At the time of doing sadhana-bhajana, the devotee can realize, O Rupa Gosvami, how did you write such a wonderful thing! And then a very intense desire comes in you to run and fall at his feet. What Rupa Gosvami has written is so sweet and beautiful. If one will do bhajana, he can realize the words of Srila Rupa Gosvamipada. Now there is one important point here. In Siksastakam, Sri Caitanya Mahaprabhu writes, vidya vadhu jivanam. When asakti comes you will realize, Oh, I am the maidservant of Radhika, but you cannot serve Her. So, anandambudhi vardhanam, the ocean of ananda is increasing (vardhanam). In other words, ananda was already present in the jiva; now that ananda becomes so powerful. Though the jiva as a vastu is minute, his dharma is unlimited. His prema dharma is unlimited and so powerful. The vast Supreme Personality of Godhead, the controller of all existence, can become controlled by the prema of a tiny jiva. This is the impossible potential of love.

Now, what is the jiva, what nature is in the jiva? I want to explain these tattvas and how this concept of jaiva dharma makes all tattvas clear. So far, we have explained bhakti-tattva-what is sadhana-bhakti and bhava-bhakti, and what is sraddha, bhajana kriya, anartha nivrtti, anartha, nistha, ruci, bhakti-lata-bija, asakti, bhava, bhava-bhakti and prema-bhakti. All of these concepts have become clear only by understanding jaiva dharma.

Now we come to another tattva, guru-tattva. If we will understand only Jaiva Dharma, then we know what is guru-tattva. It does not matter what the jiva does or who he associates with, he cannot even attain ruci unless he has the sanga of a jata-rati-vaisnava. Even if he is always hearing, chanting, remembering and performing other limbs of bhakti, ruci will not come without associating with a Vaisnava in whose heart visuddha-bhava (visuddha-sattva) is present. The desire to serve Krsna in a particular way, the bhakti-lata-bija, will not come. And even if he has associated with a guru and he has received that bhakti-lata-bija, if he does not go on associating, as Gurudeva always says, It will dry up and be finished.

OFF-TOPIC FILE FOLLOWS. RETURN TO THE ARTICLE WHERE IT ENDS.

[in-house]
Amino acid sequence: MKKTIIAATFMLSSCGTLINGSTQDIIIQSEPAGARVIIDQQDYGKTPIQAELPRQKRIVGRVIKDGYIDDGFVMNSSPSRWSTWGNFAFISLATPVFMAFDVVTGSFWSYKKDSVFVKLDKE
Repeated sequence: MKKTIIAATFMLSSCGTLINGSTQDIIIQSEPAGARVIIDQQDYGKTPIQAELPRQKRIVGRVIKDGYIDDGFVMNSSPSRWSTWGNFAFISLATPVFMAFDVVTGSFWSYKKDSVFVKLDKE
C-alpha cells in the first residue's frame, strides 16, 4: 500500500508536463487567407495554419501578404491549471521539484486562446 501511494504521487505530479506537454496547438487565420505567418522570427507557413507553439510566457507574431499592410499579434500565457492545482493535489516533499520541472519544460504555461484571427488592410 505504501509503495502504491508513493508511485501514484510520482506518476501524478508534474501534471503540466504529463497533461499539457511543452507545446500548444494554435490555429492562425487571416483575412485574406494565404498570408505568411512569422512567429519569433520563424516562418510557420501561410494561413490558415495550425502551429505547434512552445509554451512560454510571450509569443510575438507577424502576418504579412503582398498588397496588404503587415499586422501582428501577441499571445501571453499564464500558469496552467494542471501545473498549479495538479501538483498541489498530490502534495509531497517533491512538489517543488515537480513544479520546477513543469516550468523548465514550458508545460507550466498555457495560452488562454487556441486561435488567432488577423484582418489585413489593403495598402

Now, guru-tattva is clear. The guru must have visuddha-bhava; he must have rati. Otherwise, the jivas will always go for bhukti and mukti. They are hearing, chanting and remembering, but what is the result? To have a bigger temple with more marble, a more comfortable room, a better computer, a bigger car, more disciples and a new wife. And if they get a new wife, afterwards they want mukti, liberation. So the jiva will always go towards bhukti and mukti unless he associates with a jata-rati-vaisnava. This is bound to happen; the jiva has no choice, because that is all there is in the tatastha-sakti. The refinement of brahma-jnana and brahmananda takes place only by the association of someone with visuddha-bhava.